Forest gardens are still common in the tropics and known by various names such as: home gardens in Kerala in South India, Zambia and Tanzania. These are called agroforests and, where the wood components are short-statured, the term shrub garden is employed. Forest gardens have been shown to be a significant source of income and food security for local populations. Robert Hart adapted forest gardening for the United Kingdom's temperate climate during the 1980s, his theories were developed by Martin Crawford from the Agroforestry Research Trust and various permaculturalists such as Graham Bell, Patrick Whitefield, Dave Jacke and Geoff Lawton. Forest gardens, or home gardens, are common in the tropics, using intercropping to cultivate trees and livestock on the same land. In Kerala in south India as well as in northeastern India, the home garden is the most common form of land use and is found in Indonesia. One example combines coconut, black pepper and pineapple; these gardens exemplify polyculture, conserve much crop genetic diversity and heirloom plants that are not found in monocultures.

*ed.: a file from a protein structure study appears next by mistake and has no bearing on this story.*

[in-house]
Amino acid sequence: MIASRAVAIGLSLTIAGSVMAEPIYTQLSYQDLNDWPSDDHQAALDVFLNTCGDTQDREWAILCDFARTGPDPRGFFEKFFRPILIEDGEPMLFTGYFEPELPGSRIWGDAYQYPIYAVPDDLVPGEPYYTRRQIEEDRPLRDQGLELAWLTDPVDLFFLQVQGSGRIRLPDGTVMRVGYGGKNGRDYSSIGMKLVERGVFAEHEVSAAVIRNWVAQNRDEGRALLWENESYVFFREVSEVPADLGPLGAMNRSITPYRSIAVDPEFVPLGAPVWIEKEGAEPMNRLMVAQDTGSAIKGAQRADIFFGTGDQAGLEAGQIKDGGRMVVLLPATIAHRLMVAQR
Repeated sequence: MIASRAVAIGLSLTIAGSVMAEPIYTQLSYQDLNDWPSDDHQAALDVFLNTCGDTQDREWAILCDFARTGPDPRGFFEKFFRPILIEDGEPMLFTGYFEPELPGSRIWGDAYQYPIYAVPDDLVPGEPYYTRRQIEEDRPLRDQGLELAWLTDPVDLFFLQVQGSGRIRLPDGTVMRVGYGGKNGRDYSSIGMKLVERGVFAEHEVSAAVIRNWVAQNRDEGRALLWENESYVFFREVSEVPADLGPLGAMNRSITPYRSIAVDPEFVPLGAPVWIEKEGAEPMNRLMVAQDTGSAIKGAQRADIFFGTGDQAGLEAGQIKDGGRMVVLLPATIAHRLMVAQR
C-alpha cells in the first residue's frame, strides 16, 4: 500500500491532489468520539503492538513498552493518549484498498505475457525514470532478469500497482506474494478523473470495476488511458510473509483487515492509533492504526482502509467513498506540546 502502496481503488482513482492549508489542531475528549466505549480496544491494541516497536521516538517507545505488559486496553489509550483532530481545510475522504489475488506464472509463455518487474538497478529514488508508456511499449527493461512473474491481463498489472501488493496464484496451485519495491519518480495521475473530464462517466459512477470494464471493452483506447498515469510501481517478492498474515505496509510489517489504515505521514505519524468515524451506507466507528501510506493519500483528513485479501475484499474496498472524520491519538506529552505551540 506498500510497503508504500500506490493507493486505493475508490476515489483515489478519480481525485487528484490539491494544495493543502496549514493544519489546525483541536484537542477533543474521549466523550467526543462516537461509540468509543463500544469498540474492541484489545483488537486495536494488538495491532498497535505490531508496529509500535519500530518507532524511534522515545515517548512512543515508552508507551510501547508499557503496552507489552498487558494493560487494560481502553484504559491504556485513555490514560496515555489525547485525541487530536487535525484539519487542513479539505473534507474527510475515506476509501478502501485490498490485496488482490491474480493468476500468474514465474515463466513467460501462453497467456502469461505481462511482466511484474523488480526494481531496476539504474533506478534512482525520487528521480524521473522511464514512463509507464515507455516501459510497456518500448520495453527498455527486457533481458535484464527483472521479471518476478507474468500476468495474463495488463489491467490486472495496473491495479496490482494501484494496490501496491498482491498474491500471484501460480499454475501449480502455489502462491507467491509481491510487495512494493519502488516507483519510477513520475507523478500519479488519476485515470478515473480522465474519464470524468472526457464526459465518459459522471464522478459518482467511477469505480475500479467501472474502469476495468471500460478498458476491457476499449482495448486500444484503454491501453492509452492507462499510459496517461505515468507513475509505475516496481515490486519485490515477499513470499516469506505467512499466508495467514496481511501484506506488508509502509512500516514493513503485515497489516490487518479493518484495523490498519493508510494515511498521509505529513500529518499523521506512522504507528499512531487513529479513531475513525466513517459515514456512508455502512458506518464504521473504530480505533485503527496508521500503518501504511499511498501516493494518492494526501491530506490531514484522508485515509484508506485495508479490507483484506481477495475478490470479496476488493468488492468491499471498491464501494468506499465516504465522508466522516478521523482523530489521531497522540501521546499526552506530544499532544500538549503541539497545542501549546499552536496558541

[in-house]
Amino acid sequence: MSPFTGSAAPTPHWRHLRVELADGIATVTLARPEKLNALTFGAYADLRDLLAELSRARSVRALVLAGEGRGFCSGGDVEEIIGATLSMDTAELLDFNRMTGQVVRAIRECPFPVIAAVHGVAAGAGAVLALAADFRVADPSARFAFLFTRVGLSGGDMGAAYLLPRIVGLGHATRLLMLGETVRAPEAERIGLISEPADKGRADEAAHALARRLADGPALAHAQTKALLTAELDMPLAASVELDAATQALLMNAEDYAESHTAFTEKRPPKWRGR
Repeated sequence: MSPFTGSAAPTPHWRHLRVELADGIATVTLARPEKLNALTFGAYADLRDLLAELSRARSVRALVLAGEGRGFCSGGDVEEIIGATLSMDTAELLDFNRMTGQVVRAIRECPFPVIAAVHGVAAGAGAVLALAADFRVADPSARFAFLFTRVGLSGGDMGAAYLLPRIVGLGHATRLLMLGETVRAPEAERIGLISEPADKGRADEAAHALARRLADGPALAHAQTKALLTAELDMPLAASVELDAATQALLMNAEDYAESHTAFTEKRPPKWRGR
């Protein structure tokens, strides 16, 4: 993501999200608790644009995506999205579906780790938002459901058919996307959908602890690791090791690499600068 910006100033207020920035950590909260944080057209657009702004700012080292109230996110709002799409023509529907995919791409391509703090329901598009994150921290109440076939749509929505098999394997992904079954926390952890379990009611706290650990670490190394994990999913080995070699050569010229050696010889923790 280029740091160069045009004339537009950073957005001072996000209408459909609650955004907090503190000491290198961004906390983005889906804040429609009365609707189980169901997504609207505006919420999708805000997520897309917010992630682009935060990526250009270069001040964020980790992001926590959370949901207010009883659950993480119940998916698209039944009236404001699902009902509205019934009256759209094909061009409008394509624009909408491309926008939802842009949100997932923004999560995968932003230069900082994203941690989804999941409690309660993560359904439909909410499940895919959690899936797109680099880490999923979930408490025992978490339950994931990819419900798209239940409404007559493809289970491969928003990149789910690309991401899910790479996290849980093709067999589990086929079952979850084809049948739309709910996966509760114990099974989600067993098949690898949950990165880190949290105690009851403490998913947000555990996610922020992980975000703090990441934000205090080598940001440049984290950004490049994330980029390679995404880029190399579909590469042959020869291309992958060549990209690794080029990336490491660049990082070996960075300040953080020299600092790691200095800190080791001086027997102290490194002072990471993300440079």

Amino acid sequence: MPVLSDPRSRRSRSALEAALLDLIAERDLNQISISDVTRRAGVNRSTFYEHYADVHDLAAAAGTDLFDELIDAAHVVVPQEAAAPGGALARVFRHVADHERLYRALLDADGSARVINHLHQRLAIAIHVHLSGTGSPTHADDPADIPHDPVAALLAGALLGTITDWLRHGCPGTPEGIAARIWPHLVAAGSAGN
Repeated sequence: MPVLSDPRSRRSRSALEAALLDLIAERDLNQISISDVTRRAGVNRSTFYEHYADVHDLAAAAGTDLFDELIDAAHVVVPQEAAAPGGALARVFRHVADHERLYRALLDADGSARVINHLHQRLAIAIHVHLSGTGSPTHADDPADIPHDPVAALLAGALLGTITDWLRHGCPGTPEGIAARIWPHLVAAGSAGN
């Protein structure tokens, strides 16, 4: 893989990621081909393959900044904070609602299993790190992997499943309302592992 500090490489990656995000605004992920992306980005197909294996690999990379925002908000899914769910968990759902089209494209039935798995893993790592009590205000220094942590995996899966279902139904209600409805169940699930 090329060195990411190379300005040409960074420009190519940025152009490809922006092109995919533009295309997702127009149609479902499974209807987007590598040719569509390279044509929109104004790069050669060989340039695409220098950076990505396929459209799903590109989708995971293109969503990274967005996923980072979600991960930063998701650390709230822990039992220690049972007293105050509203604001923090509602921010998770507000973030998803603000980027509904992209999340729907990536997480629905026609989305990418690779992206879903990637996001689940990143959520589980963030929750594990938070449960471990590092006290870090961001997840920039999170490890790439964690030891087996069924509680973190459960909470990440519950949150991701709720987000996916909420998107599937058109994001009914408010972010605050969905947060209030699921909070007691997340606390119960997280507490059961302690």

Forest gardens have been loosely compared to the religious concept of the Garden of Eden. The BBC's Unnatural Histories claimed that the Amazon rainforest, rather than being a pristine wilderness, has been shaped by humans for at least 11,000 years through practices such as forest gardening and terra preta; this was explored in the bestselling book 1491 by author Charles C. Mann. Since the 1970s, numerous geoglyphs have been discovered on deforested land in the Amazon rainforest, furthering the evidence about Pre-Columbian civilizations. On the Yucatán Peninsula, much of the Maya food supply was grown in "orchard-gardens", known as pet kot; the system takes its name from the low wall of stones. The North American ecosystem was managed by the first nations' use of fire to burn underbrush to encourage large game. Large Oak forests harvested for acorns disappeared. Prairie and grasslands were managed by the first nations. In many African countries, for example Zambia, Zimbabwe and Tanzania, gardens are widespread in rural and urban areas and they play an essential role in establishing food security.